How to Relax Your Mind and Improve Your Mood

How to Relax Your Mind and Improve Your Mood
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Written by Eliza Picot

Don’t let the chatter in your mind control your mood;

Do you know that the average person has about 70,000 thoughts within their mind, per day, and with that high number, you can still improve your mood?

That’s 3,000 per hour or 50 per minute–which is no small number!  Our brains are thinking constantly.

A lot of the time, our mind races beneath the surface and we’re not even aware of our subconscious thoughts. Other times, you’re unable to keep up with each thought that pops into your head, leaving you to feel stressed, overwhelmed, and ready to crack.

Here are some strategies for those times when your chaotic mind needs to quiet down.

Even if you’re not feeling stressed out, you might be surprised by how these techniques can improve your overall mood.

1.  Meditate

Meditation, specificcally mindfulness, calms a monkey mind better than anything else. With enough practice, meditation can leave a huge impact on the brain. It increases the gray matter in the prefrontal cortex and anterior cingulate, as well as the cortical thickness in the hippocampus.  

Why does this matter? By rewiring your brain through meditation, you can change its activity. You reduce negative thinking patterns, boost concentration skills, increase functioning, improve your mood, and calm your mind.

When you start feeling overwhelmed and disgruntled, learn the art of mindfulness meditation. It’s easy to pick up, you can do it anywhere at any time, and it’s completely free!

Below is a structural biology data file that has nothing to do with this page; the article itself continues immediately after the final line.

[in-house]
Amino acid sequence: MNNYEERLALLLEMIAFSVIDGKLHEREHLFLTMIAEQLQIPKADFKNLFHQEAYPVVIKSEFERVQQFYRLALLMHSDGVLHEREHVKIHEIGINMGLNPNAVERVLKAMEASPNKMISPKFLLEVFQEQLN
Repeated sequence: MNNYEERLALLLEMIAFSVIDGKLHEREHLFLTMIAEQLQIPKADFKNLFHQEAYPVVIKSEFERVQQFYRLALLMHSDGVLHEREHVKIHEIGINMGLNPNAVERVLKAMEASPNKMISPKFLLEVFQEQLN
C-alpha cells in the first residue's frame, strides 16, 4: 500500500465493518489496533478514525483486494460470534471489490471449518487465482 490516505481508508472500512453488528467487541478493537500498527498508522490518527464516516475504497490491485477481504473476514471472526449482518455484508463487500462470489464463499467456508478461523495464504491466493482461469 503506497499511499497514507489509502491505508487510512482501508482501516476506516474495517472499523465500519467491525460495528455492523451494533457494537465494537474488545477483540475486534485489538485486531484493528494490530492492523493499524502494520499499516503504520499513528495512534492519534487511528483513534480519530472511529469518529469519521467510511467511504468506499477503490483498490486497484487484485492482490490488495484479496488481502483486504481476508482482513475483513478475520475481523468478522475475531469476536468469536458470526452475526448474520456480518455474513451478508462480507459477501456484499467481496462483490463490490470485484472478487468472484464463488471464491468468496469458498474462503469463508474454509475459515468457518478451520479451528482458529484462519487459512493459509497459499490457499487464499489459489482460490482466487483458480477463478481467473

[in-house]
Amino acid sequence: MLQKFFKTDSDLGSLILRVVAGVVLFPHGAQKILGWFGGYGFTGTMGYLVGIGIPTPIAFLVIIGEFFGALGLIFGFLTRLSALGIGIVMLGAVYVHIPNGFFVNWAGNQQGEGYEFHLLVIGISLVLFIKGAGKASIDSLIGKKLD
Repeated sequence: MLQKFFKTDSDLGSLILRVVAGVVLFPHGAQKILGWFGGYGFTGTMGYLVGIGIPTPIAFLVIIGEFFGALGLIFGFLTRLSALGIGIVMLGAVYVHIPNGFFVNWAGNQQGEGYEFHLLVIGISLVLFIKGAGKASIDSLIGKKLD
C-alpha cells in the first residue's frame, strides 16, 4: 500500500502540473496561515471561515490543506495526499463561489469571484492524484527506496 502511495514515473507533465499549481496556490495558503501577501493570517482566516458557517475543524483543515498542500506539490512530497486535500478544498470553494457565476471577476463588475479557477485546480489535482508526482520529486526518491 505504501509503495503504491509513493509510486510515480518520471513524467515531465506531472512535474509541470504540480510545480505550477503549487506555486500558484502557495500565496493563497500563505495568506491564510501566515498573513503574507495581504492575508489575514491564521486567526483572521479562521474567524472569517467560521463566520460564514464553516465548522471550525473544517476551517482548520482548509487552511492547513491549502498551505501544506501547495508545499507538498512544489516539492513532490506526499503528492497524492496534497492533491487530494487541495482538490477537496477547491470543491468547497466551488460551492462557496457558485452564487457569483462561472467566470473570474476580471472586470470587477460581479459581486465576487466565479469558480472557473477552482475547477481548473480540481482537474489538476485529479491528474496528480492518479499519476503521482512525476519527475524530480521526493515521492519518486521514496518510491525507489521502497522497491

2.  Get More Sleep

We’ve discussed the importance of sleep at length since it’s  the single most effective thing  a person can do to reset the brain and body.  

You’re probably aware of how closely connected sleep is to mood; most people get grumpy, irritable, and stressed when they’re tired and sleep deprived. But did you know that sleep deprivation disrupts levels of hormones including serotonin, dopamine, and cortisol that can affect thought in addition to mood?

Good sleep helps us think clearly, remember information, and make decisions. If the quality  orquantity of your sleep is compromised,  pick up some melatonin  that can help you achieve better rest  and improved cognitive functioning.

3.  Exercise Regularly

Another way you can find more sleep is to shift your body clock forward with exercise. A good sweat allows you to blow off some steam and makes for a great therapy session. It relieves stress, improves memory, and boosts your overall mood with a flood of endorphins.

Sign up for a gym membership  and make a commitment to exercise regularly; your body and mind will thank you!

4.  Improve Your Diet

It’s true, you really are what you eat! Put simply, what you eat directly affects the structure and function of your brain and ultimately your mood.

Research shows a correlation between a high-sugar diet and impaired brain functioning as well as a worsening of symptoms of mood disorders (such as depression), whereas a  healthy diet can ease symptoms of depression.

5.  Expand Your Mind

This is a wordy term with unfortunate connotations, but it essentially means to let go of your self-focus and get more in touch with your place in the universe. No, you don’t need to take  psychedelic drugs  to expand your mind;  therapy or trained meditation can normally do the trick.

If you are willing to experiment, there are plenty of safe options. Medical and recreational marijuana is legal in many states and can be an effective treatment for stress and anxiety.  The psychoactive properties of cannabis winds the mind down while expanding your senses, reason, and imagination.

Head to a legal state near you to try  cannabis in San Diego, CBD in Colorado, or edibles from Washington.

6. Dig Your Hands in the Earth